I am resolved to hold an admittedly minority opinion when I say that tilt-rotor designs are a solution looking for a problem. It seems so many aeronautical engineers are fixated on the notion that the main problem with the current embodiment of the helicopter is that it doesn't fly fast enough. Unfortunately, all the added complexity and non-fault-tolerant mechanical points of failure added by the tilt-anything designs exacerbate what I see as the primary issue with VTOL flight - expensive operating overhead.
That said, I do agree it is patently true that the ultimate performance of any propeller requires variable pitch to accommodate different inflow velocities (advance ratios). To those that follow my random musings, note that this gentleman speaks of slower, symmetrical (both blades together) pitch changes on the order of 2 degrees per second or so, and therefore the propeller design would not be saddled with the pitch and inertial moment issues inherent in cyclic-pitch-control helicopters.
(hold on, I am going to answer the question. :-))
I know of no better resource on the web than Martin Hepperle's site, including his exemplary programs JavaFoil and JavaProp. All the tools are there, except there's not much focus on bridging the theoretical model gap between static and V/nD thrust. Heck, nobody seems to cover that much anyway, making me think there's an excellent PhD-candidate research paper project which awaits the intrepid academic experimenter. Anyway, here's the link:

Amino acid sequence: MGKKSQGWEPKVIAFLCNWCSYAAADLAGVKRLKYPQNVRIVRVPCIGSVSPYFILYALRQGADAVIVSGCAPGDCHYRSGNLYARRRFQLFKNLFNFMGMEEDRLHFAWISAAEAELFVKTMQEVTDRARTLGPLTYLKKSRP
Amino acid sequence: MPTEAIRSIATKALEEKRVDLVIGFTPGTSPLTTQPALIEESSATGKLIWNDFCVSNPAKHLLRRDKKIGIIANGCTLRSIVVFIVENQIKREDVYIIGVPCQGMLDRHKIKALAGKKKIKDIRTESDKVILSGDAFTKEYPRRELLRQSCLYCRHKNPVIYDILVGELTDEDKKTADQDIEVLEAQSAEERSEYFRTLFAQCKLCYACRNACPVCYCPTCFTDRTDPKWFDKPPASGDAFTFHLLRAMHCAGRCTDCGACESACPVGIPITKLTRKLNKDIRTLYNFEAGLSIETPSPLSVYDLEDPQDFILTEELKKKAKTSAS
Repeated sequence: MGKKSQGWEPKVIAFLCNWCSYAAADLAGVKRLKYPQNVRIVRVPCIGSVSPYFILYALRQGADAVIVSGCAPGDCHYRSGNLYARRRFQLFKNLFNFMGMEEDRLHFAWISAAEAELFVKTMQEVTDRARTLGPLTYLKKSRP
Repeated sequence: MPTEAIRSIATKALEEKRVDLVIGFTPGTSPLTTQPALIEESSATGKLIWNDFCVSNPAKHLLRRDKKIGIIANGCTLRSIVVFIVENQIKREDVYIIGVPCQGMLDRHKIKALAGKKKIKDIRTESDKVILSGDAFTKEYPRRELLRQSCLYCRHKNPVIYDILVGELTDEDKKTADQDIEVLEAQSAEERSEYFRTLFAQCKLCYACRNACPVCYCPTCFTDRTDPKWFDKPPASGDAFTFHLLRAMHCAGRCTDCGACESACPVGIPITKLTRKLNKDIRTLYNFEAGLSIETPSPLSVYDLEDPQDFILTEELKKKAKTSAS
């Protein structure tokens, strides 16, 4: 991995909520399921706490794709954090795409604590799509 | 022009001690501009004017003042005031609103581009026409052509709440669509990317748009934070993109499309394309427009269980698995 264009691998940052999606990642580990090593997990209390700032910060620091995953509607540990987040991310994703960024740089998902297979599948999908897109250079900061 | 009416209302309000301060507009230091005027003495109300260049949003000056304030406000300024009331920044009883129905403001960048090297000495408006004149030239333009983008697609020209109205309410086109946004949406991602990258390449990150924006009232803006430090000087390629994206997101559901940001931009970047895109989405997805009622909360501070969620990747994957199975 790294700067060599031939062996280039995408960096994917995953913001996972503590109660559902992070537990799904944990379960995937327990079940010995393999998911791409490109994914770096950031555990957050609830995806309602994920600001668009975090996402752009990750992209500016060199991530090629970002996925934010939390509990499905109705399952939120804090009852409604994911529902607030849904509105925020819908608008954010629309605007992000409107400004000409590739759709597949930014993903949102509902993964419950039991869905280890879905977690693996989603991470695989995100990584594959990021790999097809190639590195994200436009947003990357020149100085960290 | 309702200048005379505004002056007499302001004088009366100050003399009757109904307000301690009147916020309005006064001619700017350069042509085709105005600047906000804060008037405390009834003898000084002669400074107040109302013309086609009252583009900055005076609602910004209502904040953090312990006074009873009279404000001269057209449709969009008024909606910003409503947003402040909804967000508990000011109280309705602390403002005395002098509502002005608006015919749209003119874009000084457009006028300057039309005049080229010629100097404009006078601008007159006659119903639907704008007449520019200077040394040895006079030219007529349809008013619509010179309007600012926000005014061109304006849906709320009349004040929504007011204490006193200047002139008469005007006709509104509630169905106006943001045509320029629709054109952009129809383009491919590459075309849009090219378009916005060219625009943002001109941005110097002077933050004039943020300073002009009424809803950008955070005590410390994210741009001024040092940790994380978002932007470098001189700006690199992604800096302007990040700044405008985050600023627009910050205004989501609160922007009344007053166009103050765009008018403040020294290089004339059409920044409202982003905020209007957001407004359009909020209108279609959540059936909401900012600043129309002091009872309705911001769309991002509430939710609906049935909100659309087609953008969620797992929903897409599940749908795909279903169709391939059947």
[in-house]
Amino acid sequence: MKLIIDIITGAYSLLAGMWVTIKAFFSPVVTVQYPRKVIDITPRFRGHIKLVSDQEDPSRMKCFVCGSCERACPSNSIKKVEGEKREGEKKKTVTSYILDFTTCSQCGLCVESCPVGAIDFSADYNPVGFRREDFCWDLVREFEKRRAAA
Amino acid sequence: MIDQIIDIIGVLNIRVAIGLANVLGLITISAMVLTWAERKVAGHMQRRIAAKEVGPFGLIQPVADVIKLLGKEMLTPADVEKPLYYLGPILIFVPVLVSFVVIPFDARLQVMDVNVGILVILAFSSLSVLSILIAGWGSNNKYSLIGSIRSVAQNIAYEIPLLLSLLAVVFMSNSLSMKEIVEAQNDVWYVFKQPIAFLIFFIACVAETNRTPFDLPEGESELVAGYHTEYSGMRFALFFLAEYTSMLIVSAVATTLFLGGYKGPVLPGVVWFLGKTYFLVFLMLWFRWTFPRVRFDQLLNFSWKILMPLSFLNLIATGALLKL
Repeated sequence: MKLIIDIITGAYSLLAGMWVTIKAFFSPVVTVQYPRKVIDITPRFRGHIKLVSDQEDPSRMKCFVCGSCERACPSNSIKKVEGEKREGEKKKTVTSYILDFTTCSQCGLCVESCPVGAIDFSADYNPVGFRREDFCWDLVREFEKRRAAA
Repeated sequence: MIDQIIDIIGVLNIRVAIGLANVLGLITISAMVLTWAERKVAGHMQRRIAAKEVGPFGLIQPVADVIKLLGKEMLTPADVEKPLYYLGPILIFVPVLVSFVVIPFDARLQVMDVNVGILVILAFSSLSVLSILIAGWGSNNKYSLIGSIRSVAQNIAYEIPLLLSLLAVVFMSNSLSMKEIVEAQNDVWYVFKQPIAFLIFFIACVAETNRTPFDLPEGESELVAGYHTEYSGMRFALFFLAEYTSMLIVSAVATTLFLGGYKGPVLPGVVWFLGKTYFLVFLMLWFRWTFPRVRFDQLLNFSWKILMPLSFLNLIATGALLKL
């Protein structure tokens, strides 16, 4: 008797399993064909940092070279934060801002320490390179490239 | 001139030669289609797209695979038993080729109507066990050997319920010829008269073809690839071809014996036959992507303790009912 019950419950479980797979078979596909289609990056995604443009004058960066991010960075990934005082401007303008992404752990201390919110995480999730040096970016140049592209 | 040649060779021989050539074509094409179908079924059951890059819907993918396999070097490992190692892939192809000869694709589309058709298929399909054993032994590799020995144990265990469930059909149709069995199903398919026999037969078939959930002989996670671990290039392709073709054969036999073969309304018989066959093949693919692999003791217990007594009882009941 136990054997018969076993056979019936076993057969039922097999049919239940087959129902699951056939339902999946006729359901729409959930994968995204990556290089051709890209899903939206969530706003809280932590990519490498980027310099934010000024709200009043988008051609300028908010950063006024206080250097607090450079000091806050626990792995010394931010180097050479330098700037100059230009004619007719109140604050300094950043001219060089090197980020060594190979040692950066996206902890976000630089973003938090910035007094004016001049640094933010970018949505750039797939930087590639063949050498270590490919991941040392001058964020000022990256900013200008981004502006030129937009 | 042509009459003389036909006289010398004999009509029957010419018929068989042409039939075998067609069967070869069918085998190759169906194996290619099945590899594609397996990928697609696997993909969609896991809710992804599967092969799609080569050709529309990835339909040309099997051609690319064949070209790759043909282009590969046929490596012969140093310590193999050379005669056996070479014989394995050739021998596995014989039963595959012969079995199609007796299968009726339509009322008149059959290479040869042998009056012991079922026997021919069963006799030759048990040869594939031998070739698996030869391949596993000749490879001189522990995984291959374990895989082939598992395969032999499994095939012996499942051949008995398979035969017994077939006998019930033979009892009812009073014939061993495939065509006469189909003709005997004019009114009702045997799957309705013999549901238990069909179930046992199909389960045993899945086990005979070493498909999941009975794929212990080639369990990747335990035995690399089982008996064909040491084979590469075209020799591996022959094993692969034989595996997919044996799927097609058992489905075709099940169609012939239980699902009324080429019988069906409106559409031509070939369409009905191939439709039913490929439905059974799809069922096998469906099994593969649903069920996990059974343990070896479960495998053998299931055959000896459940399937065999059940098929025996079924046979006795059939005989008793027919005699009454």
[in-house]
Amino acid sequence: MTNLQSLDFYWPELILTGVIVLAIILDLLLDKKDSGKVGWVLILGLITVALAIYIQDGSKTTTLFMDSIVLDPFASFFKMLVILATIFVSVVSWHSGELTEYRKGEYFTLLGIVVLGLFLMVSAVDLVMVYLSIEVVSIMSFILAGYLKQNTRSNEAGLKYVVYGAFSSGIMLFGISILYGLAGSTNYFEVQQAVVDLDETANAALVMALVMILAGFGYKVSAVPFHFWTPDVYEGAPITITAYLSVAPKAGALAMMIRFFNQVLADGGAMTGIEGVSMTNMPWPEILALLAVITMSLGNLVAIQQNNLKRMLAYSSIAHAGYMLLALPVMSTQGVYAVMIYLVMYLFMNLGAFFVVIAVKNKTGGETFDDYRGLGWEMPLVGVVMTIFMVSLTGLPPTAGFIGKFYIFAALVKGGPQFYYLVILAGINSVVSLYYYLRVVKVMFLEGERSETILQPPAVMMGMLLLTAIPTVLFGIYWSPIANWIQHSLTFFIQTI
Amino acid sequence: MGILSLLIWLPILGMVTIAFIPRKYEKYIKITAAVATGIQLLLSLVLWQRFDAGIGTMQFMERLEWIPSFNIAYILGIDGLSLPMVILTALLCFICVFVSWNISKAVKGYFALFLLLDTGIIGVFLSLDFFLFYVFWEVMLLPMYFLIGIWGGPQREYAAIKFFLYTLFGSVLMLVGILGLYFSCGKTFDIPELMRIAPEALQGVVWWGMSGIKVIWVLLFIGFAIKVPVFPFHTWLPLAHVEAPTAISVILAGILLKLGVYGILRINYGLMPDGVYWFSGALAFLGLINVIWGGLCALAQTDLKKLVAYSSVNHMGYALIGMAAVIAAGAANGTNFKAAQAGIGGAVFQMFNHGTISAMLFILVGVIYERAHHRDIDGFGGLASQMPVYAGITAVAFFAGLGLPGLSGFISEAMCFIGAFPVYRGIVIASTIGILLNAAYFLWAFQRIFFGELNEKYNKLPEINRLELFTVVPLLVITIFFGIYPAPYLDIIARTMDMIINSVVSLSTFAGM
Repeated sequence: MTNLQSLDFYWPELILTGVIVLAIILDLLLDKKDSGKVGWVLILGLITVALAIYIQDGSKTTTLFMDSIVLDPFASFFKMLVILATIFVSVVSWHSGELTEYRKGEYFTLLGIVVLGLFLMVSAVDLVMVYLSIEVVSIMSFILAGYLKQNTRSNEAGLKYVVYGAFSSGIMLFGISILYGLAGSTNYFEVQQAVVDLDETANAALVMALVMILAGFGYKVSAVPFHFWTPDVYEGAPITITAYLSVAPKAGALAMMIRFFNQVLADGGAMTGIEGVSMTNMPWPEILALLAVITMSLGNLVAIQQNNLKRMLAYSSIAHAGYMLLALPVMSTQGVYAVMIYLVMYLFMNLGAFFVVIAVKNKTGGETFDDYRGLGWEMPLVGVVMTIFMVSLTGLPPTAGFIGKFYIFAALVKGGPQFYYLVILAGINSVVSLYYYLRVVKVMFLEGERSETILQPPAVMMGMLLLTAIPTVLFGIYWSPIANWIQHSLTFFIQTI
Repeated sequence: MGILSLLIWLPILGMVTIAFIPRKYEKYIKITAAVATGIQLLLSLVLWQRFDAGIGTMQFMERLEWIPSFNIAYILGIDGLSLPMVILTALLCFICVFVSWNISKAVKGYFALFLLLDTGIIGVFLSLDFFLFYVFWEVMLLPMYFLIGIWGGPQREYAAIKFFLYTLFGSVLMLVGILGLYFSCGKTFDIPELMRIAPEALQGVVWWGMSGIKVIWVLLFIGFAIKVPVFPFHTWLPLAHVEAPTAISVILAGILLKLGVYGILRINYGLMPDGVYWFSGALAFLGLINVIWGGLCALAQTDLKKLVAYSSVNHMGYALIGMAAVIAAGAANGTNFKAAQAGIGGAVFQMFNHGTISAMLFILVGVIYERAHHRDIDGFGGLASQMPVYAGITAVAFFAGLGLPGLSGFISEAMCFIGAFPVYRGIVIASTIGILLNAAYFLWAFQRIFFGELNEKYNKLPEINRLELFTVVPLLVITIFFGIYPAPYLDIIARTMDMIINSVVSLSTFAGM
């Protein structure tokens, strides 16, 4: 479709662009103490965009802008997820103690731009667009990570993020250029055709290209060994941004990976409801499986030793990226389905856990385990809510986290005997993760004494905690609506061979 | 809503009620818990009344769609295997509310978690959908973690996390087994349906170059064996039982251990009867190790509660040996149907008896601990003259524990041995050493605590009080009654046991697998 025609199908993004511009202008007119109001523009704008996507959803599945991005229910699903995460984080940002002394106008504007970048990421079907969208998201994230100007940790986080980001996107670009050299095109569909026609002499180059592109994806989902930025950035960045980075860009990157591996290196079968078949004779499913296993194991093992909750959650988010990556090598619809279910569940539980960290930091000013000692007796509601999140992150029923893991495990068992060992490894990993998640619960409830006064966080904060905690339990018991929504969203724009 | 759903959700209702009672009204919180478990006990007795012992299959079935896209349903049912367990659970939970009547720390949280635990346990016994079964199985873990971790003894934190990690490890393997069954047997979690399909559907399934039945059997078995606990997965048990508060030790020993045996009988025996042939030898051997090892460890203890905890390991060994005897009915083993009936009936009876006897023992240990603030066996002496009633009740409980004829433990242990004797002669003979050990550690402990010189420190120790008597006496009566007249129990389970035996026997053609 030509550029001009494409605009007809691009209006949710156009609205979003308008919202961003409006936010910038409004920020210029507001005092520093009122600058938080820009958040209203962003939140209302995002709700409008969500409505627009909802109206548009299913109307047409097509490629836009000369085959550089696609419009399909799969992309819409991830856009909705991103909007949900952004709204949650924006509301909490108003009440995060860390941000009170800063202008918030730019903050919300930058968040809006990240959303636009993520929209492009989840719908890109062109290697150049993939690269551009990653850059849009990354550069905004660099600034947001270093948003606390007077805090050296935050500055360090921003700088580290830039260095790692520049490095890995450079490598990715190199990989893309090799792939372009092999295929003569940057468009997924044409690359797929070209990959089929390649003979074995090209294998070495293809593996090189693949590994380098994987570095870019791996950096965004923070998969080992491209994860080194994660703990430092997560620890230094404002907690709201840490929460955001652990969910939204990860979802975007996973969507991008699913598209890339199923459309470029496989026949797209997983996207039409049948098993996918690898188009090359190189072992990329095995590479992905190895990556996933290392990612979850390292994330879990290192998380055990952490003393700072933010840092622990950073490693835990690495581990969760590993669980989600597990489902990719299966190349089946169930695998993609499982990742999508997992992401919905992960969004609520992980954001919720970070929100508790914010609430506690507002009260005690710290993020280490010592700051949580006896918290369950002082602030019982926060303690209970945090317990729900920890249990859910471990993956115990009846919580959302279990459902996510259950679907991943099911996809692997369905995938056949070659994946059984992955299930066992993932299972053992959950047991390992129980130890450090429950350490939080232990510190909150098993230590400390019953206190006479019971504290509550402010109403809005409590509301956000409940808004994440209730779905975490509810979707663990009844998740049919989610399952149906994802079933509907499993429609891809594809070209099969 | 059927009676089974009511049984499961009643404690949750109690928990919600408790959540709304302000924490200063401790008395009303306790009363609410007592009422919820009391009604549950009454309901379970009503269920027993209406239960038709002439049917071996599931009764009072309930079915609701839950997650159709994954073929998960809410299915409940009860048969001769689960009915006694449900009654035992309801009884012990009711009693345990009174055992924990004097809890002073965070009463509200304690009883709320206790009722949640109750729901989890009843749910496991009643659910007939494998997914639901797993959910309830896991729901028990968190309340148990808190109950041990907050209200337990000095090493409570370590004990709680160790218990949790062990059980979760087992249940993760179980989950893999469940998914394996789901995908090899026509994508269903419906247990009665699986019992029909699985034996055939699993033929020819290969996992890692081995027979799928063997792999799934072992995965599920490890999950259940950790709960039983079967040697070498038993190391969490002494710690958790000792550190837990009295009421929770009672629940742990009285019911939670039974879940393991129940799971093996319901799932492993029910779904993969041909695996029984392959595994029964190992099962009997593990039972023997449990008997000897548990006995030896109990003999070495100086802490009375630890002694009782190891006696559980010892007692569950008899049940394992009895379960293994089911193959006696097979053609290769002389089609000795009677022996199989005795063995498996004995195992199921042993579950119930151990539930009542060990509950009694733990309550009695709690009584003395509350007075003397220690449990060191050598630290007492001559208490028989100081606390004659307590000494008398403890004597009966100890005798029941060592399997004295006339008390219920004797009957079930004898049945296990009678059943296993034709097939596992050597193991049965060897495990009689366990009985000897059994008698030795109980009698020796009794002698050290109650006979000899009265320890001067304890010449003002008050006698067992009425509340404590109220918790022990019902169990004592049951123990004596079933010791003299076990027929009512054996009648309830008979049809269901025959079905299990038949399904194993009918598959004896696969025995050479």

If you're looking for an excellent technical foundation of the issues to get you started, this paper by Dr. Paul Pounds, now of Yale University, is a fairly complete treatise (see attached file).
Dr. Michael Selig of the University of Illinois and his team have done more actual investigation of low-Re propellers than most anyone. His papers and data can be had here:
Are you familiar with the work shown in this video?
I would hope your university connections allow some access to their information.
I've seen that video several times, but haven't spent exorbitant amount of time looking it over. I was under the impression that the intent was more so for increased controllability than for efficiency. Their propellers appear to just be tapered flat rotors I've seen several times on hobbyking and similar hobby superstores. I am interested in propellers that actually have twist - could still possibly go in reverse (very inefficiently) if they needed to - but are primarily designed to operate over a wide velocity range. I would also like a much larger diameter, and possibly three blades instead of two. I can't help but notice how the osprey's rotors/propellers are much larger than a typical propeller, but smaller than a helicopter's rotors.
Does anyone know if R/C propellers come anywhere near supersonic at the tips? What is the primary factor limiting diameters? I would be interested in getting a motor like this one, http://www.hobbyking.com/hobbyking/store/__17924__NX_4008_620kv_Bru..., and increasing the diameter greatly for better efficiency.
Awhile back I actually dug into their whitepaper for the variable pitch quad, and found out the model of motor. I believe they were Graupners if memory serves. They're hard to come by in the states. You're correct in that the focus was on the controllability rather than the airfoil efficiency.